Nothing in her wildest dreams had prepared Doreen Wilkinson for something like this. But then, nothing had prepared her for winning the lottery either.
Several million. Several million. Eleven million, three hundred and fifty four thousand, two hundred and ten pounds and nineteen pence to be precise.
She had giggled at the nineteen pence. “Break the bleedin’ bank that will!”
The media had made the comment a headline, “19p to break the bleedin’ bank!” splashed all over the Sun and Daily Mirror accompanied by her smiling face and a fountain spray of champagne. She had thought it a waste shaking that great big bottle and letting it fizz everywhere, but the reporters had told her to do it.
Giggling at the memory, dressed in her silk pyjamas, Doreen, stepped out on to the terrace. The warm morning air that caressed her face was in stark contrast to the chilled champagne she was sipping. She giggled again at drinking champagne before the sun had got out of bed. Padding to the end of the terrace, her bare feet absorbing the heat from the ceramic tiles, she looked out in awe over the Villas Bonitas complex of luxury villas. Apart from in films she had never seen exotic plants and trees, meandering tiled pathways and white-walled, red-roofed villas with sprawling private terraces. But then, she told herself, she had never won the lottery or been abroad before either. In fact she had never had a proper holiday full stop.
As the sun began to rise the solar lights that lit the gardens during the hours of darkness began to fade. Doreen watched, mesmerized, as the colours of the neatly maintained gardens surrounding each individual terrace gradually turned from sombre shades to vibrant greens, reds, pinks and yellows, and the shadows darkening the walls of each villa changed to a dazzling white. In the distance she could just make out the silhouette of the volcanic mountains as the rising sun cast its morning rays against their dark, jagged shapes.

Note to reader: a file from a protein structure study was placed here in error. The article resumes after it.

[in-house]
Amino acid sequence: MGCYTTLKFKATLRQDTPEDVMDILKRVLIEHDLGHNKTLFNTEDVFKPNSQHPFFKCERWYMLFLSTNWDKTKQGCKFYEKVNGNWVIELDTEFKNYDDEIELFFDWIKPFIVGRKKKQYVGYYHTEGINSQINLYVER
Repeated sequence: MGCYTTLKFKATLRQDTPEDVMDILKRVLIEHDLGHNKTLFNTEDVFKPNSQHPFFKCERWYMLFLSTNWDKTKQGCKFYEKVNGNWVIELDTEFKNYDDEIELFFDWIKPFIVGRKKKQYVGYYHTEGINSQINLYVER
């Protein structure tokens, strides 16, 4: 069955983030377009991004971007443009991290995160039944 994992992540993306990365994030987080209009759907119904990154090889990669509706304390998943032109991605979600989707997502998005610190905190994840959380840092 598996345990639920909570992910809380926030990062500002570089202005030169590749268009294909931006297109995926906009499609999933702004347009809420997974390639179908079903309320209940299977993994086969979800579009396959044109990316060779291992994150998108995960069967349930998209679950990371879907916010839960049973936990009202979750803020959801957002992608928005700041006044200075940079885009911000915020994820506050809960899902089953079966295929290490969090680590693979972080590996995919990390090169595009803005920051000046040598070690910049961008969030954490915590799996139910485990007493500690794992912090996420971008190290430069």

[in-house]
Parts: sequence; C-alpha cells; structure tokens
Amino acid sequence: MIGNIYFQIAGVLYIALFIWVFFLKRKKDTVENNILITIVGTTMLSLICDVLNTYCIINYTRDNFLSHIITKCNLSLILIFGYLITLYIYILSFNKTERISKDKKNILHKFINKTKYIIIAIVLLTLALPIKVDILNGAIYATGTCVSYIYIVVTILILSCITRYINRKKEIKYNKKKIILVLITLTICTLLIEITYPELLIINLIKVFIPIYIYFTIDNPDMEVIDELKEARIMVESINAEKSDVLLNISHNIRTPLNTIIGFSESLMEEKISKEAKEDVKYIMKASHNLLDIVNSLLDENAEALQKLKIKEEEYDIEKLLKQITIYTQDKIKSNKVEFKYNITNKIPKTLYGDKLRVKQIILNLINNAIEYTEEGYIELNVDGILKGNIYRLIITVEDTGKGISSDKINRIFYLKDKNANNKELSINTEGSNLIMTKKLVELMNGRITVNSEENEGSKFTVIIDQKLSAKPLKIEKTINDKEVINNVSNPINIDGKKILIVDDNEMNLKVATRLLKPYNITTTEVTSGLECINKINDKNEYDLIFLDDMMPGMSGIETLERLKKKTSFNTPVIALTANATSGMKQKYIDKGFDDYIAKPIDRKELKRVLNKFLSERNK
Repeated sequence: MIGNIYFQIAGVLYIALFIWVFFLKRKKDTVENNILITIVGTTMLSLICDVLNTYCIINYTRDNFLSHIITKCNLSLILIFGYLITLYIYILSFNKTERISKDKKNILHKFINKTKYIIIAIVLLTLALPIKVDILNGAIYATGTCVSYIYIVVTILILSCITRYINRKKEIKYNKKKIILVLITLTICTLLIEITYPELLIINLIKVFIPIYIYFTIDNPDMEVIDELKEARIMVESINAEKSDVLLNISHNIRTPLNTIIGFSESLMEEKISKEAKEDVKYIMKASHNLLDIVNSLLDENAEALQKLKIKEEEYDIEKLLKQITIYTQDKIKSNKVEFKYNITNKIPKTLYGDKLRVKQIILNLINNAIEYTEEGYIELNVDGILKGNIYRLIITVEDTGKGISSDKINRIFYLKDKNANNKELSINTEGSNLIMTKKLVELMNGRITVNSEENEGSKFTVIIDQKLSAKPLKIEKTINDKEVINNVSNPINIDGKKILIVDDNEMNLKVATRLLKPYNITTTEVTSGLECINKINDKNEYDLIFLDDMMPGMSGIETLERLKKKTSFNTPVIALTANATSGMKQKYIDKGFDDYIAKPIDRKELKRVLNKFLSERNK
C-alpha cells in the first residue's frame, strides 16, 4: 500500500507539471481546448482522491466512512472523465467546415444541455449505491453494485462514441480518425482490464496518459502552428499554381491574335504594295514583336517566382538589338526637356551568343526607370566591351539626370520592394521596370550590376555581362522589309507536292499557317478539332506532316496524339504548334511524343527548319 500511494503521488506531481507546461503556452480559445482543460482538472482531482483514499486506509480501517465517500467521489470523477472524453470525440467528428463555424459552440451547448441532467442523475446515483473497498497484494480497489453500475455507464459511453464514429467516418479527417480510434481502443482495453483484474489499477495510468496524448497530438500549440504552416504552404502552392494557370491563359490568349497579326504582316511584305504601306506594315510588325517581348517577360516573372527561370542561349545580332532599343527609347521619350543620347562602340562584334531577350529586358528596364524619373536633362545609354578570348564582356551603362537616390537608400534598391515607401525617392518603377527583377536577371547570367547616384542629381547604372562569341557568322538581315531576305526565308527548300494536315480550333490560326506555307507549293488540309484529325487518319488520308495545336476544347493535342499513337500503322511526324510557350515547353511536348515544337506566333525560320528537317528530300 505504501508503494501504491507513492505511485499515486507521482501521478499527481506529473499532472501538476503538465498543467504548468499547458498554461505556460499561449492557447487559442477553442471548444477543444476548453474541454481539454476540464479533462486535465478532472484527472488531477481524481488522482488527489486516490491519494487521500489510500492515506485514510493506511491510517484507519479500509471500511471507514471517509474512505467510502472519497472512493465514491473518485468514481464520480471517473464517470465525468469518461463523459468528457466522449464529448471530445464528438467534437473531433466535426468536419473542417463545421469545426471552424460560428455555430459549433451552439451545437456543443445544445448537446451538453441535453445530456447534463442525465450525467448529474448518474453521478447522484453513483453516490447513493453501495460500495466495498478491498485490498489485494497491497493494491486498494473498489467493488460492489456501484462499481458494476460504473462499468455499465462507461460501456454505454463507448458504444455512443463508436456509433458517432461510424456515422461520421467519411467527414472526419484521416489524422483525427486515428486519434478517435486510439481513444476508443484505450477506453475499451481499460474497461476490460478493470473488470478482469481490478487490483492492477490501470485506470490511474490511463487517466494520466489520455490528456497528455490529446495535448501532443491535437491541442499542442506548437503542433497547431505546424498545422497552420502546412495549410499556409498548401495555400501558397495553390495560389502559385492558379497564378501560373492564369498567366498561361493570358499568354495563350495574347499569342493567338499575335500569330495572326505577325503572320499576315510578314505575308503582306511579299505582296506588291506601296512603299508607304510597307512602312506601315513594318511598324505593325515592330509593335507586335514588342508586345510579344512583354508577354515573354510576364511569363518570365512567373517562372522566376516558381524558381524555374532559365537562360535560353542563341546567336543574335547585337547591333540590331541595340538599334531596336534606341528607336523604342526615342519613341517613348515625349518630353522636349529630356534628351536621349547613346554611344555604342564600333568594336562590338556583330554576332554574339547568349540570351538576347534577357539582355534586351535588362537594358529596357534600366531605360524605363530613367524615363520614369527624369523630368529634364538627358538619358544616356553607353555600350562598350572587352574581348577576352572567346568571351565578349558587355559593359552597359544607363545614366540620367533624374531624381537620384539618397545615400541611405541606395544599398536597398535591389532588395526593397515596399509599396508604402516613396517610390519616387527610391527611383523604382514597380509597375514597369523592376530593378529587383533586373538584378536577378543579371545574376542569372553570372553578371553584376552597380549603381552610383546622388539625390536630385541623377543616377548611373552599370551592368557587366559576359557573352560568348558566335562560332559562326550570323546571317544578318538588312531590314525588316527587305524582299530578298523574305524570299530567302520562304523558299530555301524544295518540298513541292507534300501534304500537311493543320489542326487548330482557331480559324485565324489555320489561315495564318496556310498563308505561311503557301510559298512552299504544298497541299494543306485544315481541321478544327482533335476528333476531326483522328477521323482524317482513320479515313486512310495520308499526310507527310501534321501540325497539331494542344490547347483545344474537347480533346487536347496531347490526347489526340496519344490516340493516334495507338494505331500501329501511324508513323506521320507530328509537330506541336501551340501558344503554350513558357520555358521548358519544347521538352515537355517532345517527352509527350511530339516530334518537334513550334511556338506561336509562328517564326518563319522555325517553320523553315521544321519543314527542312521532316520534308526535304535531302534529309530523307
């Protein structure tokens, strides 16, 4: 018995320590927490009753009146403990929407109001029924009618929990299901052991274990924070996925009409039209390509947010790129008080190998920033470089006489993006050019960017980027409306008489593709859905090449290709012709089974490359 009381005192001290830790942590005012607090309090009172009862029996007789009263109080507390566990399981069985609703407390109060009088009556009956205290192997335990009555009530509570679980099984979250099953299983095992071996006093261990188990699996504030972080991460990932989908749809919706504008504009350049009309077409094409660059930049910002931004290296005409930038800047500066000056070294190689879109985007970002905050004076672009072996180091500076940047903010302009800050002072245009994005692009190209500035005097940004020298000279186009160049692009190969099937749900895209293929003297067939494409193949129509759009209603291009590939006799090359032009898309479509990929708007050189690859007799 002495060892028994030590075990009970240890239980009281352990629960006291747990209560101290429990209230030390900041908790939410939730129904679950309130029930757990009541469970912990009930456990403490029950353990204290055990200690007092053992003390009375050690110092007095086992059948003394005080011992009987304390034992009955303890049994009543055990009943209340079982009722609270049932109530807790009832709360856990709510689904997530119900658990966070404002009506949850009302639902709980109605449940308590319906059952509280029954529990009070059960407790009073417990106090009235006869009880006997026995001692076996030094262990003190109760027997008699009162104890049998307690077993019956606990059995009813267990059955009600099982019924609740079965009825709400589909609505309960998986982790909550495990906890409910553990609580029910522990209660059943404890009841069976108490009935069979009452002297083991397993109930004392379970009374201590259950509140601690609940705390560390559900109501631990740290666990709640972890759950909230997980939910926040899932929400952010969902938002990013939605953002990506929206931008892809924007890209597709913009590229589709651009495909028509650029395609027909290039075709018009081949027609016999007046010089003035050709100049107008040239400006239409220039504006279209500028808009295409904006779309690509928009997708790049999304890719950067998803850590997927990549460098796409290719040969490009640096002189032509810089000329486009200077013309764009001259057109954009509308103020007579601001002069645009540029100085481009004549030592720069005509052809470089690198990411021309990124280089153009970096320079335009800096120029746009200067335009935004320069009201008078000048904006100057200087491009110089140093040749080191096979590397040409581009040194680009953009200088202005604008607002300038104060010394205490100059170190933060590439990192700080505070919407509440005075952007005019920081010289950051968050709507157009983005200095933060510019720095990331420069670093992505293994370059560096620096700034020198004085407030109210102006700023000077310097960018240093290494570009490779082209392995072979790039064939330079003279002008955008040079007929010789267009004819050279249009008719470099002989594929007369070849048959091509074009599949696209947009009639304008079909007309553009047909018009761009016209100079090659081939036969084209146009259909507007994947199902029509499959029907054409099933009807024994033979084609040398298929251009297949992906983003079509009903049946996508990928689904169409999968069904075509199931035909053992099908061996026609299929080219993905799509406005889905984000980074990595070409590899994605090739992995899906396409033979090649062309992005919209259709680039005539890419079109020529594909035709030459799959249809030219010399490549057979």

Drinking the last drops of her champagne Doreen sighed with contentment. She had not known such beauty existed. Even the air had a sweet fragrance to it. She closed her eyes and inhaled the heady perfume - a high pitched shriek pierced the stillness - startled, she opened her eyes to see a yellow parrot dart past, almost within touching distance, its wings fanning her face. No sooner had the parrot disappeared into the tall palm trees, another, more muted sound rippled through the sultry, morning, air.
She frowned as she heard it again; looked left and right to locate where it was coming from. Giggled. She had half an idea what was going on and was surprised that such naughty cries could be heard in such a posh place. Grinning she went to sip her champagne, tipping the glass to her lips, realised it was empty. Pulling a face, she ambled back across the terrace and stepping through the wide open patio doors, giggled. “Someone’s enjoying a good time.”
Blinking rapidly, her eyes struggling to focus after the brightness of the terrace, squinting, Doreen looked around the lounge. “Blimey,” she cried seeing glasses and a couple of empty bottles on one of the low coffee tables. A makeup bag, its contents scattered on the dinning table and an open magazine lay on the floor near one of the sofas.
“God what am I like?” she muttered as she reached for a packet of cigarettes and a lighter.
Taking a drag from her newly lit cigarette, Doreen looked at her watch. It was still early, she thought as she paused outside her daughter Trisha’s door. Should she peep in? Her only daughter had gone out clubbing the night before, no doubt got home in the early hours. Her hand half way to the door handle, she wondered, had she heard Trisha come in? She tried to think, but could not remember hearing any sounds; but then, she had been dead to the world, her first decent night’s sleep in weeks.
“Youngsters,” she giggled, “on the go all day, party all night. Don’t know where they get their energy from.”
Shaking her head, still giggling, she wandered to her bathroom. What she would give to be seventeen again!